Initiative sees pharmacists offer Ebola advice in Liberian drug stores
World Health Organization takes steps to dampen public expectation about the potential of drugs in development to fight the virus.
Source: epa european pressphoto agency b.v. / Alamy
Pharmacists and pharmacy students in Liberia are to visit drug stores and pharmacies to give staff advice about preventing the spread of the Ebola virus in the country’s capital city Monrovia.
The initiative is being led by the Pharmaceutical Association of Liberia and will start on Wednesday 20 August 2014.
Pharmacists will also hand out flyers at premises across the capital, which explain how staff and the public can protect themselves and to help dispel myths that are circulating about how the virus is caught.
At the same time, the country’s medicines control authority is inspecting pharmacy premises to make sure that drug counterfeiters are not bringing fake Ebola products on to the market, exploiting the current climate of public fear.
“The profession has taken up health promotion and information dissemination sessions, starting with pharmacies and medicines stores,” explains Lloyd Matowe, program director for Pharmaceutical Systems Africa — an organisation devoted to setting up sustainable supply chains in developing countries.
Latest figures from the World Health Organization (WHO) show that Liberia continues to have the highest number of new cases and deaths from Ebola. Since 15 August 2014, there have been 48 new cases and 53 deaths in the West African country.
Matowe confirmed reports by the WHO that dangerous advice is circulating on social media and elsewhere. On 15 August 2014, the WHO highlighted the deaths of two people in Nigeria from drinking salt water in the false belief that it would save them from contracting the virus.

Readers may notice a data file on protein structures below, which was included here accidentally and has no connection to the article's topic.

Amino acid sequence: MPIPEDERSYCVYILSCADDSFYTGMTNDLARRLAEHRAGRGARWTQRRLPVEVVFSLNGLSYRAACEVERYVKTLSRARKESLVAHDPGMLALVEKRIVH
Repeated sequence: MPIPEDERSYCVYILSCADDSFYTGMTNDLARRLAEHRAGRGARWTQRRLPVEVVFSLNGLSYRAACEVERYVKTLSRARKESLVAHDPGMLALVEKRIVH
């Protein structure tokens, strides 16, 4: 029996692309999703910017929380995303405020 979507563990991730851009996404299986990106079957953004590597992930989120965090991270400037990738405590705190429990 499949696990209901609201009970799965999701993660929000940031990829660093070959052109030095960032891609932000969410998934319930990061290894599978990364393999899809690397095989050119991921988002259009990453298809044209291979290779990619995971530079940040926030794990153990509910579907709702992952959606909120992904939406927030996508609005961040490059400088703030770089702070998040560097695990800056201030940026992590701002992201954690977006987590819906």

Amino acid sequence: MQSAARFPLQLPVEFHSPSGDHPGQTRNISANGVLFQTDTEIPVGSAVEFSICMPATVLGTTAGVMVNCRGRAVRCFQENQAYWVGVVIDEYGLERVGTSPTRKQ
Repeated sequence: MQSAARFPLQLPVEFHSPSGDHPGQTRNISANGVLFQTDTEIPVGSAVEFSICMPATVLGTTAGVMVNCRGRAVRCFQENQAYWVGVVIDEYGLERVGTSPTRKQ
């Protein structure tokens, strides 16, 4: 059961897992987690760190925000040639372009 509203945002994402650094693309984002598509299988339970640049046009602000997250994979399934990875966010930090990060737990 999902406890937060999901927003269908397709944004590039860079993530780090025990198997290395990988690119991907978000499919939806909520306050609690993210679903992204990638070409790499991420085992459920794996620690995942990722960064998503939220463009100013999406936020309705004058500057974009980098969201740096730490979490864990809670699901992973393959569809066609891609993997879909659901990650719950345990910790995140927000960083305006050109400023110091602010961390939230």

“There are a number of myths doing the rounds, including the mass baths of people with salt water as a means of protecting themselves,” says Matowe. “During this last week, a number of pastors of religion died from the disease after laying their hands on diseased people. There is also a rumour that people are dying from poisoned wells where people draw water.”
Following a WHO announcement that it was ethical to use drugs in development to help in the battle against Ebola, Matowe says there was a “hint of disappointment” that there are not sufficient supplies of the Ebola serum Zmapp available.
“When it became apparent that only two or three [boxes] of Zmapp were available, there was the sense from some quarters that the West had again ‘sold them a dummy’,” he says. “Even though 1,000 doses of the experimental Canadian-made vaccine VSV-EBOV was made available, there was a general feeling that this was not as potent as Zmapp.”
Matowe’s comments come after the WHO took steps to dampen public expectation about the potential of drugs in development to fight the virus. Recent coverage of its decision to give the green light to experimental drugs had created “unrealistic expectations” in an “emotional climate of intense fear”, the WHO said in a statement.
It confirmed that existing supplies of these products are either extremely limited or already exhausted. Despite the agreed acceleration in their production in the coming months, supplies will be too small to have any significant impact on the current outbreak.
Latest figures from the WHO put the total number of Ebola cases in the countries of Guinea, Liberia, Nigeria and Sierra Leone at 2,240. There have been 1,229 deaths so far in this outbreak.
The WHO’s Ebola emergency committee has decided against recommending a ban on international travel or trade to the affected areas in West Africa and has reiterated that the risk of catching the virus during air travel is low.
It recommends that individual countries should advise travellers about the precautions they need to take when travelling to an Ebola-affected country.
Citation: The Pharmaceutical Journal DOI: 10.1211/PJ.2014.20066225
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